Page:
2010 Annual Science Report
University of Wisconsin Reporting | SEP 2009 – AUG 2010
EPO Activity: Project 6A: Astrobiology Formal and Informal Education Through NASA/JPL Volunteer Programs
SOLAR SYSTEM EDUCATOR (SSEP) ASTROBIOLOGY INSTITUTE – The Wisconsin Astrobiology Research Consortium education and public outreach teams, along with JPL investigation teams Titan as a Prebiotic System and Icy Worlds, and NAI Central collaborated to host an in-person institute for new Solar System Educators on July 12-13 at NASA/Ames. There were 21 Solar System Educators from 18 states and Puerto Rico in attendance.
Solar System Educators are master teachers who train with us on the use of NASA’s educational products and share that information with teachers in their states by hosting local professional development workshops. There is at least one Solar System Educator in each state and Puerto Rico. We are still missing one from the District of Columbia. Each new Solar System Educator attends one in-person institute during the beginning of their two-year, renewable period of service. SSEP’s are asked in particular to reach out to teachers in rural and underserved schools.
The institute was designed to acquaint Solar System Educators with NASA’s Astrobiology investigations and in the use of Astrobiology-related educational materials. Presenters included: Dr. David Grinspoon, Dr. Kevin Hand, Dr. Max Coleman, Dr. Clark Johnson, Dr. Margaret Race, Brooke Norsted, Edna DeVore, Pamela Harman, Rachel Zimmerman-Brachman, SSEP Shirley Greene and Kay Ferrari. On-site coordination was provided by Daniella Scalice, Sandra Dueck and the NAI support team.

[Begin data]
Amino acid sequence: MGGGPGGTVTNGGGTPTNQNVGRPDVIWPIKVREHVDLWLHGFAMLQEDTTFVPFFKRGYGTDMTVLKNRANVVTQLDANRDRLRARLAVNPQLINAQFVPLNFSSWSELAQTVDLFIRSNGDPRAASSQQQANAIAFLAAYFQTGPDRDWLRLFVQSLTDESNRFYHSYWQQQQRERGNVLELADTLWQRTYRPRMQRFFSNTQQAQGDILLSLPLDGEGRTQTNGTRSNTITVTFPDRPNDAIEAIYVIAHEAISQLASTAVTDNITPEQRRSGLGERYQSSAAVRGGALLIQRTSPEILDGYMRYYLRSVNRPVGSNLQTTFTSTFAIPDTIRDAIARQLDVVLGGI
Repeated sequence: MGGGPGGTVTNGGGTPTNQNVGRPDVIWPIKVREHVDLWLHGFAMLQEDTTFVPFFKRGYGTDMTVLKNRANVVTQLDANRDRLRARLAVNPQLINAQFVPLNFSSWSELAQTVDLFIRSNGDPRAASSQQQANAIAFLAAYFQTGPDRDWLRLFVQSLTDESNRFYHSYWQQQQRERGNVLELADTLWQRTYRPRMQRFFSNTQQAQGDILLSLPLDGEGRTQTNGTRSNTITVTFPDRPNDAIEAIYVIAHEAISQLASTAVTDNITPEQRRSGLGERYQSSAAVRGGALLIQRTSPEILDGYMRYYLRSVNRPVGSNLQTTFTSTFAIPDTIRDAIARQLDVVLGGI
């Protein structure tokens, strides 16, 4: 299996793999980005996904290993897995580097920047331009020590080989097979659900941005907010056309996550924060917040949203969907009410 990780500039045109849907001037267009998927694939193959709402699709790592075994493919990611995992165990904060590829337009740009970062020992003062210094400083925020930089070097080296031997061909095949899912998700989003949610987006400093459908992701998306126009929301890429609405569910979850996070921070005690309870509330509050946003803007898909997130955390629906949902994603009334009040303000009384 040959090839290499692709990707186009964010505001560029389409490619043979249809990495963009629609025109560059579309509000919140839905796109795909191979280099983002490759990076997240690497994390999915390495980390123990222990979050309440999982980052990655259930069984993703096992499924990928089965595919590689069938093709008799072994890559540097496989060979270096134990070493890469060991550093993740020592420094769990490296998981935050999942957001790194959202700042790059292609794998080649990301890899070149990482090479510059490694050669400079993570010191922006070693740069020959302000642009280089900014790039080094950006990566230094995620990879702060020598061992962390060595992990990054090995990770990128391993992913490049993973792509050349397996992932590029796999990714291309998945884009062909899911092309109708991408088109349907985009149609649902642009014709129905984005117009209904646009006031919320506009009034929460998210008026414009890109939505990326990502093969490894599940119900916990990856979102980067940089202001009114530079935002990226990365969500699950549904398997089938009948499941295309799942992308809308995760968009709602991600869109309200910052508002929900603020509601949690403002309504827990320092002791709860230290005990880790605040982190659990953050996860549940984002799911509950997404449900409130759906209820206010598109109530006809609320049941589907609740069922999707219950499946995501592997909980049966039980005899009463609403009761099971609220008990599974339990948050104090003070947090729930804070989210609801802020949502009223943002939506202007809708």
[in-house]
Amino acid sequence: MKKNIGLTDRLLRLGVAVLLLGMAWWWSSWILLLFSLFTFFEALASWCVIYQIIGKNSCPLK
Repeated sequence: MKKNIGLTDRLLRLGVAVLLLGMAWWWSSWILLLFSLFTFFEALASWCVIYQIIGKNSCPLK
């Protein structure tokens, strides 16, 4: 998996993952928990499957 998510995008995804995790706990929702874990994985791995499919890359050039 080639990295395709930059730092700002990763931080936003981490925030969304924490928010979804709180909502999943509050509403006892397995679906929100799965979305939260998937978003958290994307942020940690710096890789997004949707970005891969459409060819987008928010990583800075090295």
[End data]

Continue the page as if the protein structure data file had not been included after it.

Institute information and materials are archived on the NASA Nationwide (NNW) training website for Solar System Educators and volunteers in NNW member organizations. A telecon training to review the material is scheduled to be held in early November with SSEP Shirley Greene as guest speaker.
NASA NATIONWIDE TRAINING – On December 3, 2009, Dr. Pat Beauchamp from the Titan as a Prebiotic System team addressed NASA volunteers on the subject of “Missions to Titan, the Enigmatic Moon of Saturn.” There were 30 participants in the live telecon and 88 more volunteers have reviewed the training archive which will remain part of the training record on the NASA Nationwide website.
SOLAR SYSTEM AMBASSADORS EVENTS – From September 1, 2009 through August 31, 2010, Solar System Ambassadors held 235 Astrobiology events reaching a total of 93,296 people. Of the 93,296 people, 61,987 were direct participants, 30,098 were reached through broadcast media, 50 through distance learning and the remaining 1,161 through other means. Solar System Ambassadors conduct public events for people in their local communities.
SOLAR SYSTEM EDUCATOR WORKSHOPS – From July 1, 2010 through August 31, 2010, Solar System Educators hosted 8 Astrobiology educator workshops reaching a total of 216 teachers in the following states: Idaho, Hawaii, New Jersey, New York and Tennessee.
ABSCICON – Three Solar System Educators and one Solar System Ambassador presented papers during the Education session at AbSciCon in Houston, Texas. They were Laura Venner from New Jersey who presented “Engineering Design Challenge: The Search for Life,” Honora Dash and Barry Fried from Brooklyn, New York who presented “Astrobiology in an Urban New York City High School: John Dewey High School’s Space Science Academy,” and Leigh Arino de la Rubia who presented “Using Edible Models to Communicate Principles of Comet Science: Assembling Amino Acids from Simpler Molecules.”
WORKSHOP FOR TEXAS TEACHERS ON MAY 1 – Directly following AbSciCon, Brooke Norsted and Kay Ferrari supported the NAI-sponsored workshop for local area teachers. Brooke led the group in a radiometric dating activity, and Kay handled evaluation for the workshop.
ASTROBIOLOGY TALKS – Dr. Max Coleman gave talks on Astrobiology to the following community and educational groups: UC Riverside (Jan 2010); Conejo Valley Rotary Club (Feb 2010); Glendale Rotary Club (May 2010); La Canada Library (Sep 2010); and University of Southern California (Sep 2010).
NASA SPACE GRANT-FUNDED GRADUATE STUDENT – Dr. Max Coleman employed a graduate student named Kyle McElhoney, who was funded by the NASA Space Grant program, as a summer intern. He is working on a rover-based mobile robotic chemistry lab for astrobiology-relevant analyses.